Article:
King of Kings
Nicholas Ray's lavish and beautifully constructed widescreen epic about the life of Jesus of Nazareth. "King of Kings" is built upon a series of narrative parallels and contrasts between Jesus and Barrabas. The film portrays the thief as a rebel leader of the Jewish resistance; unlike Jesus, who preaches a message of peace, Barrabas advocates violence as a means to an end. By building his drama around this religious and philosophical conflict, Ray establishes a tension that de-familiarizes this well-known story. Highlights include the Sermon on the Mount and the scene in which Salome asks King Herod for the head of John the Baptist.

Last Chance Harvey
In London for his daughter's wedding, a rumpled man finds his romantic spirits lifted by a new woman in his life. Dustin Hoffman and Emma Thompson shine as the lonely couple.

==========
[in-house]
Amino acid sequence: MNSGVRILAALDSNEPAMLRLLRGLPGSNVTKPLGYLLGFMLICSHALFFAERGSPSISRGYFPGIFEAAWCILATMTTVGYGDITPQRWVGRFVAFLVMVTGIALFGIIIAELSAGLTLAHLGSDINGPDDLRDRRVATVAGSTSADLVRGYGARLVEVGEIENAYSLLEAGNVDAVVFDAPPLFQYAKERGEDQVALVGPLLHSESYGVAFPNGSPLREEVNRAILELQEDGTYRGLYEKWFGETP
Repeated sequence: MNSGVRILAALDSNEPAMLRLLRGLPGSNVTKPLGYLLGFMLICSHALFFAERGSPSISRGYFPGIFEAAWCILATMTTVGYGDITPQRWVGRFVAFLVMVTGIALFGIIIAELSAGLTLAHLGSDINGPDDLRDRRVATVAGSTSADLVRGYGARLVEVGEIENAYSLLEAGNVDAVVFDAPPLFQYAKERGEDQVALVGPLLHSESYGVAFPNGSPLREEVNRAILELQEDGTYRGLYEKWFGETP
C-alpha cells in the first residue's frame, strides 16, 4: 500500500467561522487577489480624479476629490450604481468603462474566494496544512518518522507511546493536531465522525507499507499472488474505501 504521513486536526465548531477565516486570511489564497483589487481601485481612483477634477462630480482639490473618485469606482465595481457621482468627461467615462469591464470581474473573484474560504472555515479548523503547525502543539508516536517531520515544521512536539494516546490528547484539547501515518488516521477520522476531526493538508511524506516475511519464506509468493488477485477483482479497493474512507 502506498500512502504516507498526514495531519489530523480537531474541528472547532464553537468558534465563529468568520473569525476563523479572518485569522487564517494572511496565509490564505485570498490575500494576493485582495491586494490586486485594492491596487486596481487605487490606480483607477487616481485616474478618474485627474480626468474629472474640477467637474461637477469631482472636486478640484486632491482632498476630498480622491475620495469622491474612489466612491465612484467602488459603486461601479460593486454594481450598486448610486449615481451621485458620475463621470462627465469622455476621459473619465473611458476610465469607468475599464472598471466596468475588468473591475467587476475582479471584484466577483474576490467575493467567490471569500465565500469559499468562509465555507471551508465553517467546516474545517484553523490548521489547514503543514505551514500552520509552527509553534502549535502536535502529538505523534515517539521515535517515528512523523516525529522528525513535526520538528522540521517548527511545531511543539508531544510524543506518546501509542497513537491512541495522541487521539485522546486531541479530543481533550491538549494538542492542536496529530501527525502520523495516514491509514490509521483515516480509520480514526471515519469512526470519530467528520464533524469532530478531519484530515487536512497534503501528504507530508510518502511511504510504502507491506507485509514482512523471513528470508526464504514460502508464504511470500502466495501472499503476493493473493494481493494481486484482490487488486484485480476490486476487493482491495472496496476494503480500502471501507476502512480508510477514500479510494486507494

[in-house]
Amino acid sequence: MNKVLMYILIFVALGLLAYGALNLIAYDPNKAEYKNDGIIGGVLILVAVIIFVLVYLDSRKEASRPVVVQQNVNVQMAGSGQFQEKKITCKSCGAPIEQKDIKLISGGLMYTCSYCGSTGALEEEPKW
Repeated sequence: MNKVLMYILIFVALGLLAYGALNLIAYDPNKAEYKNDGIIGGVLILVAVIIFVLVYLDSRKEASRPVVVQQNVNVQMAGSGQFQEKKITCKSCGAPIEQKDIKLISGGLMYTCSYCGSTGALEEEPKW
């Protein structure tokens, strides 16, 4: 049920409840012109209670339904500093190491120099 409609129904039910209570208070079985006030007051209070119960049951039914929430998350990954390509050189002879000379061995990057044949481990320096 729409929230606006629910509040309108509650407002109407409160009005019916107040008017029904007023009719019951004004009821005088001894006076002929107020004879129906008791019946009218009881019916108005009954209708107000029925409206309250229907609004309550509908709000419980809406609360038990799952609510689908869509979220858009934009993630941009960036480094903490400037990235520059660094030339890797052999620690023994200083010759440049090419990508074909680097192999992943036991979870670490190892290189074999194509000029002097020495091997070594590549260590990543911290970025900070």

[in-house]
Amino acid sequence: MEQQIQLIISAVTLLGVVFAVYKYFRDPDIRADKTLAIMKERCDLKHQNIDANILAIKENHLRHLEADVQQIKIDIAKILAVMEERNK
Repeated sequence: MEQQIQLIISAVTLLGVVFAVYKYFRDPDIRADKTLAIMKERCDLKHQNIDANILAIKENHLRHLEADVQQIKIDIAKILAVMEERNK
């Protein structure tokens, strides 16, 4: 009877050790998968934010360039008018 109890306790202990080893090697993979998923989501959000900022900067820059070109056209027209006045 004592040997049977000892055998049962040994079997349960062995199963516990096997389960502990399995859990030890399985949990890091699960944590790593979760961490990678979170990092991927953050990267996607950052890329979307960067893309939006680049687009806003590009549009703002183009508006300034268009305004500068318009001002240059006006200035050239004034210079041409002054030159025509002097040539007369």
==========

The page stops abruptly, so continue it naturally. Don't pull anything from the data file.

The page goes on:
Lost in Austen
Yearning for the romance in the books by her favorite author, Jane Austen, Amanda Price suddenly finds herself thrown into the nineteenth-century world of "Pride and prejudice," while Elizabeth Bennet is transported to Amanda's modern-day London.

Thérèse Raquin
Thérèse and Laurent think they have gotten away with murder after Thérèse 's husband "falls" from a speeding train. But a blackmailer's demands along with accusations from Thérèse 's mother-in-law could trip the couple up. This classic (1953) French film is from the novel by Émile Zola and is directed by Marcel Carné.